But there is more than this in picking a boardtree: the wood should be not only separable but springy. The woodsman will tell you that he "senses" this; and he does, to the extent that his choice is guided by no rule nor process of reasoning. Twice out of three times he is right when he says "That tree '11 do;" nine times out of ten he is right when he says "That tree 's no good." Experience has taught me that a tree with a certain "look" is likely timber, but I can't, for the life of me, describe that look. You may have to split a big block out of a tree, test its cleavage, and try several other trees before you find a good one. This is bad practice, but not so bad as felling, sawing off a cut, and then leaving the tree to waste utterly.
To rive clapboards or shingles from the green tree is now a lost art, Outside of the backwoods. Not one carpenter in fifty, nowadays, can show you how. Yet it is an art well worth knowing for hunters and others who may want to go, season after season, to the same locality, and wish a snug shack on the place for regular quarters. Since good hunting seldom is found in the neighborhood of a sawmill, a lumber yard, or a wagon road, the crux of the cabin scheme is how to get roofing material. Bark is flimsy and will scarce outlast the season. Tarred paper—what is more hideously incongruous than tarred paper over honest log walls? Anyway, paper requires boards underneath.
The thing to do is to rive clapboards from trees that grow on the spot. A clapboard is simply a thin board, from two to four feet long, split or worked with a froe from straight-grained timber. It is a little thicker along one edge than the other, being split from bolts, as shown in Fig. 47. A clapboard roof is dependable. It harmonizes better than any other with the general woodsy effect. When properly laid, it is storm-proof, and will not cup. It will last a generation.
The tools required are few: An axe or two, a crosscut saw, a pair of steel wedges, and a froe. A maul for the wedges and gluts, and a mallet of similar shape, but smaller, for the froe, are made on the spot. The froe is a tool that seldom is seen outside of the backwoods. Any blacksmith on the edge of the wilderness can make one for you. Its shape is shown in Fig. 49. The blade should be straight (old ones that have yielded to the mallet and become swaybacked are hard to manage). Let it be about 14 inches long, rather thick, and stunt-edged, as it is for splitting, not cutting. Its weight will be about five pounds. A green stick will do for the handle.
When the right tree is found, throw it in the best place for working up, and saw off a cut of 2l/2 to 3 feet. The butt cut usually is not so good as the upper ones, being tougher. Turn the cut up on end, and, with a single-bitt axe and mallet, mark an indentation straight across the center of the block.
Do not tap hard until you come to the end of the line; then strike vigorously, and the block will fall in halves. If you struck hard from the first, the split might run off to one side. In the same way, split the halves into quarters, and these into bolts or billets of convenient size for riving (see Fig. 46). A bolt is usually of such thickness, that it will make eight boards or shingles—say five inches across the outside.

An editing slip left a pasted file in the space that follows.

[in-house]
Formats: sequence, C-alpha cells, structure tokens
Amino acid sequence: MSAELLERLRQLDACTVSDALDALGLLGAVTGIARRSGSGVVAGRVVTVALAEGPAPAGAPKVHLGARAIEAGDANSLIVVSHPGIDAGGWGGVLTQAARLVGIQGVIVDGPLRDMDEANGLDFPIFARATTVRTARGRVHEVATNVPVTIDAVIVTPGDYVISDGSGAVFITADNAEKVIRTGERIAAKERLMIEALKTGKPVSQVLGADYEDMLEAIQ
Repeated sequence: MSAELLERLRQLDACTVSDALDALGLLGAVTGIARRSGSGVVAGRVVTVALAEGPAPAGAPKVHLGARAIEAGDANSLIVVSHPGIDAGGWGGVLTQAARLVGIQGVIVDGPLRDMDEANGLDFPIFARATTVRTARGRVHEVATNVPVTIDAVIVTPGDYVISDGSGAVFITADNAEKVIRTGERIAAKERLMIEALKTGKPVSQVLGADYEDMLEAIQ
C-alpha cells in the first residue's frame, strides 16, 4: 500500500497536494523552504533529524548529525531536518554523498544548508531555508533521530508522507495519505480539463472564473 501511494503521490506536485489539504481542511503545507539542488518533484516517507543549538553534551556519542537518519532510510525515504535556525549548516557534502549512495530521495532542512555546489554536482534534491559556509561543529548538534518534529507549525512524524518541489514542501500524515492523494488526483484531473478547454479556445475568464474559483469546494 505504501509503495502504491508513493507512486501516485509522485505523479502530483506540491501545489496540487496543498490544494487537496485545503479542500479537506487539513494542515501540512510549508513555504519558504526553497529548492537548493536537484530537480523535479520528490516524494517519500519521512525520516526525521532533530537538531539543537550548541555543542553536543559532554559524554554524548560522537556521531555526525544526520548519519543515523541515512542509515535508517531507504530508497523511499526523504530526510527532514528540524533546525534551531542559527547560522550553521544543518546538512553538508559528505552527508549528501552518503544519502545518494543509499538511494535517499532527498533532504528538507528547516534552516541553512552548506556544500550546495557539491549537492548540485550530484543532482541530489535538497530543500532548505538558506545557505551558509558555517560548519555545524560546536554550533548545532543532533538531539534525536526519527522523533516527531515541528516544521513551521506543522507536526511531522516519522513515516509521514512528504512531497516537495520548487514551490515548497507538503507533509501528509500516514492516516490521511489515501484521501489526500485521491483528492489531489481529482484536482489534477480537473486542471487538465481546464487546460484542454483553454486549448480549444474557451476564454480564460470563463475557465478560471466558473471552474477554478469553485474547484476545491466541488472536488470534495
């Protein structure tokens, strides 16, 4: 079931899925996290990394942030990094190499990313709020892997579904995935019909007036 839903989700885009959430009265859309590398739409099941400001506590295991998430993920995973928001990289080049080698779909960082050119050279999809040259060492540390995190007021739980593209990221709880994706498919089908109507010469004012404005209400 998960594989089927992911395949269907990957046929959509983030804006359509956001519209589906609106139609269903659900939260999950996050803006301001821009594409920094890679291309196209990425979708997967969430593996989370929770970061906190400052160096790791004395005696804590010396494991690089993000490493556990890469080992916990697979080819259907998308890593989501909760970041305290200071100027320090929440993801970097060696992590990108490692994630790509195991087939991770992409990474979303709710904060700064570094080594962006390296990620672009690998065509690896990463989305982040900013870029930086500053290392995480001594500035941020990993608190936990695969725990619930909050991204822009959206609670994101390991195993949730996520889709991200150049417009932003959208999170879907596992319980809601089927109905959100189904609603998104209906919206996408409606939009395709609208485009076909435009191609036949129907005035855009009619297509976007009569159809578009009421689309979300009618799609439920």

Fig. 46. Splitting Out Bolts.
Fig. 47. Block for Clapboards.
Now split out the heartwood of each bolt by laying the axe across and tapping it. Heartwood is useless, for it won't split well. In some trees the heart is so tough that it is advisable, instead of halving and quartering your cut, to just split in toward the cut, all around, to bolt size, and then knock out the bolts by driving the axe in at right angles to the cuts, leaving the heart as one solid core (Fig. 47). Skin off the bark, and your bolts are ready to rive.
The next thing is to make a brake. This may be simply the fork of a limb, as in Figs. 49 and 51, Another way is to lay two blocks against the prostrate trunk of your board tree, at right angles to it, like fire dogs, and a yard or so apart; on them lay a small log, parallel with the trunk, and drive stakes outside this "roller" to keep it from rolling more than six or eight inches away from the trunk (Fig. 48). The office of the brake is to clamp one end of the bolt while you are riving with the froe.
Fig. 48. Brake for Riving Boards.
Fig. 49. Splitting with a Froe.
Now take up your froe. Stand one of the "bolts on end, lay the froe's edge accurately along the center of one end, and split the bolt in twain by tapping with the mallet and springing your cleft apart with the froe (Fig. 49). Take one of these halves and rive it similarly into two equal parts.
At this stage (more surely at the next one) you must learn a new trick—the difference between riving and mere splitting, and how to govern the rift. The wood has a tendency to "run out" more toward one side than the other. If you went on just foreing the froe down, the result would be a botch (as in Fig. 50). To prevent this, turn the block so that the thicker side is down, lay its lower end in the brake, open the cleft until you can insert your flat left hand (the froe will prevent pinching), and then bear down hard on the bottom (thicker) section while you work the froe gently up and down.
Fig. 50. "Run-out" Rift.
Fig. 51. Springing the Rift.